Raising kids with special needs can be a huge challenge whatever country you’re in. But it’s often made that much harder by a big move abroad. The strains every expat faces – a new language, an unfamiliar culture, a lack of support – are all made worse by the additional stresses involved with finding the support services your child needs. Add to this the fact that many countries around the world are simply not equipped to cope with the physically and mentally disabled, and it’s understandable why families are reluctant to throw themselves into such a testing environment of unfamiliarity.
China still under-equipped
Interviewed by the Financial Times this week, Claire Allum described the ultimately insurmountable difficulties of upping sticks to follow a job opportunity in Shanghai. Allum’s son Hugh, who suffers from acute hearing loss as well as a developmental disorder, would not have had his special educational needs met in China, where provision for the disabled – as well as many people’s attitudes to disability – still have a long way to go.
Luckily, Allum’s new company were flexible – she was able to relocate to Hong Kong instead where Hugh, who speaks sign language, now attends a school that can accommodate his needs. Many in Claire’s position would not have been so lucky – for an employer to be in a position to allow an employee to move to a different city to suit their family situation is very rare indeed.
Claire’s situation is not unusual, and illustrates the massively restricted range of options available to people in similar situations when they decide to move abroad. The variety of schools open to expats with children is always limited by factors of cost, language of instruction and varying standards; but these choices are very often diminished to almost nothing for parents of children with mental or physical disabilities.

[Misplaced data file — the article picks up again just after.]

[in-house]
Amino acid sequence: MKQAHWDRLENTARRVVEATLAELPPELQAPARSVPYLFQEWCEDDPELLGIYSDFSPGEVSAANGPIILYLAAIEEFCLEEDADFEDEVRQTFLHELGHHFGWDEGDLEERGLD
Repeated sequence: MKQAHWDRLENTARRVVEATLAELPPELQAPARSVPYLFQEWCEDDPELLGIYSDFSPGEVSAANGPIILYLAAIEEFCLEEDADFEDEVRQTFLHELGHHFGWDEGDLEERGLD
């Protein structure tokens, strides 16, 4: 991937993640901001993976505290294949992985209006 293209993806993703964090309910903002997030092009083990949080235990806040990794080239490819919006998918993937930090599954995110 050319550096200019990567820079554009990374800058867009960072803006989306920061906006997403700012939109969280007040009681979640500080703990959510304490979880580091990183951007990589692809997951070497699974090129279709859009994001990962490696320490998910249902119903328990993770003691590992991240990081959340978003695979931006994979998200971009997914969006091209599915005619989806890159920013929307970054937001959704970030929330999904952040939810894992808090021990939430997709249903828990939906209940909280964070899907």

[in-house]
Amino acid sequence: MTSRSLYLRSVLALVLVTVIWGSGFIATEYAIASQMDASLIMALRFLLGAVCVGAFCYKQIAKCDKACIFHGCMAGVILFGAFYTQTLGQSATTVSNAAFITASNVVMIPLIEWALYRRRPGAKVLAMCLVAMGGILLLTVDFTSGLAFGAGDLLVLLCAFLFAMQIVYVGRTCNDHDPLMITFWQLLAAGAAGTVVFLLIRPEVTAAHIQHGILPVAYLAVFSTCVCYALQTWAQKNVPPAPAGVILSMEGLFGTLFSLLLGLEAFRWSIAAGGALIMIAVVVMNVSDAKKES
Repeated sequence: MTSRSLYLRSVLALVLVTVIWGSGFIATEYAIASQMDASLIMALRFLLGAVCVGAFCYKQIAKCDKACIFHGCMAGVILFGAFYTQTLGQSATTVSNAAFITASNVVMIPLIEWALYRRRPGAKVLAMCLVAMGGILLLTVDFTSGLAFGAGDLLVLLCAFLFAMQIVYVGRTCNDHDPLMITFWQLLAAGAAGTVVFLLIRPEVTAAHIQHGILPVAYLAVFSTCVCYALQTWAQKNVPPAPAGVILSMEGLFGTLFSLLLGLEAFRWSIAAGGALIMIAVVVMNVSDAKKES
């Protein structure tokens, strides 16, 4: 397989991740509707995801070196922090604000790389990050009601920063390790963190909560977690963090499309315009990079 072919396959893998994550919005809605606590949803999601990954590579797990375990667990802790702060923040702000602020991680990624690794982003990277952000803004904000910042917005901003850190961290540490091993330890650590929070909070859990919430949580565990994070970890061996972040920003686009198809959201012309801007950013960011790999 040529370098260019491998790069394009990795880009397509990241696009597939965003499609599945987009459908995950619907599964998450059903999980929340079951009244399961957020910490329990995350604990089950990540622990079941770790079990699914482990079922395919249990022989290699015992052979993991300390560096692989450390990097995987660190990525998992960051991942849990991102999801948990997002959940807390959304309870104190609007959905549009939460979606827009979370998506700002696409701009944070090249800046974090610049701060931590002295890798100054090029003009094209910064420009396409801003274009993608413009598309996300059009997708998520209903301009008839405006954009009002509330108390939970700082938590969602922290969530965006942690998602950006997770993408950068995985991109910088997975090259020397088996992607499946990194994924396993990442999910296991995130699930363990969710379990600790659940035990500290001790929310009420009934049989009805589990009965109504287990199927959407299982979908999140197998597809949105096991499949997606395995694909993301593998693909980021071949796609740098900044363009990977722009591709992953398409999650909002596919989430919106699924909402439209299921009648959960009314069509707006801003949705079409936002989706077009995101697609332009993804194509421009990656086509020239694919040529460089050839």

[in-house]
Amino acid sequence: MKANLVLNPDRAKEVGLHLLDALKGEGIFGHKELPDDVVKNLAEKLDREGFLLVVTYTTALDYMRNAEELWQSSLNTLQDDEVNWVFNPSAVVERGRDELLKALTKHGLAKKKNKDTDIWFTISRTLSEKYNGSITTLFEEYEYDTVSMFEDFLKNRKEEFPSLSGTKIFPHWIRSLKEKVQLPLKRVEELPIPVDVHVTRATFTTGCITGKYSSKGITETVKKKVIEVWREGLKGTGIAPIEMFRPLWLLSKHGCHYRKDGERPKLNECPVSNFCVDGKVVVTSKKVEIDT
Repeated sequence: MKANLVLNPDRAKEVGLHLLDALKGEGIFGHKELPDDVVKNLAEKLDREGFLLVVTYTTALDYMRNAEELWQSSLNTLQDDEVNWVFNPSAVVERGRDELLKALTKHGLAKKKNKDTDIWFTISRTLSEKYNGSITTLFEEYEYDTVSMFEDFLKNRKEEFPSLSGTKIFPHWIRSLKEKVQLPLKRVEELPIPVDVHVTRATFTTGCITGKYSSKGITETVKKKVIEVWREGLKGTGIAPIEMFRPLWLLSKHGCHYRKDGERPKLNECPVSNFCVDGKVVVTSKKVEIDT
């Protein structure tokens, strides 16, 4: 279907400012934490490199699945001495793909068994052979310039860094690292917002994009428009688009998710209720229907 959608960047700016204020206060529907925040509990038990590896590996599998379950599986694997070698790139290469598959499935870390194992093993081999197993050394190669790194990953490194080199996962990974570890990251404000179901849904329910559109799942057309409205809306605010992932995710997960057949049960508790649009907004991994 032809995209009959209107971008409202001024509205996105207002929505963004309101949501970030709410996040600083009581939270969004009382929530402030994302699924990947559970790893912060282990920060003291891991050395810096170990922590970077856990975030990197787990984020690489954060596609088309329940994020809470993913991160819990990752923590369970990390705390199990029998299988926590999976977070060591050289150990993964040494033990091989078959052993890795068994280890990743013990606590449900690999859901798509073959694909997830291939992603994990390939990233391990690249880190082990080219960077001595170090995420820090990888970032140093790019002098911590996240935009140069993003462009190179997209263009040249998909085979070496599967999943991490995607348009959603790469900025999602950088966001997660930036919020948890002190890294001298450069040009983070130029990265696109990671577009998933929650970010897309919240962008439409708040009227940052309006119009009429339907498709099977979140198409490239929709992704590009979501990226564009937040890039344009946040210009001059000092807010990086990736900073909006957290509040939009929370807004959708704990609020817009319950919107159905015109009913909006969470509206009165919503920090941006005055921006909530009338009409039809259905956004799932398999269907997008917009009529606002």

For these families, finding an appropriate educational institution is often the tip of the iceberg. For those with a physical disability, few countries around the world offer what could be classed as good public access such as wheelchair friendly pavements and public transport. The hope of finding reasonably priced or comprehensive health care provision that caters for special needs, and which matches standards at home – a must for many – requires a leap into the unknown that not all families would be willing to take.
Moreover, people’s ideas of disability might not be as sympathetic in some countries as many foreigners are used to. Stares and ill-judged comments are one thing, but ignorant opinions are not something any family wishes to face.
Parents often face outdated attitudes
Alison Bricknell, who was also interviewed by the Financial Times, is a South African mother living in Shanghai. She was recommended a top academy for her son who has ADHD, where she expected him to thrive. When Bicknell’s son struggled to keep up pace with his classmates, rather than provide extra tuition tailored to his needs, the school asked his parents to remove him.
We can only guess at the number of families who feel closed off from moving abroad because of fears they won’t find an adequate infrastructure to cater for their children. Many also feel understandably comfortable with the set-up they already have at home, but as Claire Allum’s case shows, moving to a different part of the world with a child with special needs, though often stressful at first, need not be impossible. Until many of the world’s countries’ modernise their attitudes to disability however, opportunities remain frustratingly limited.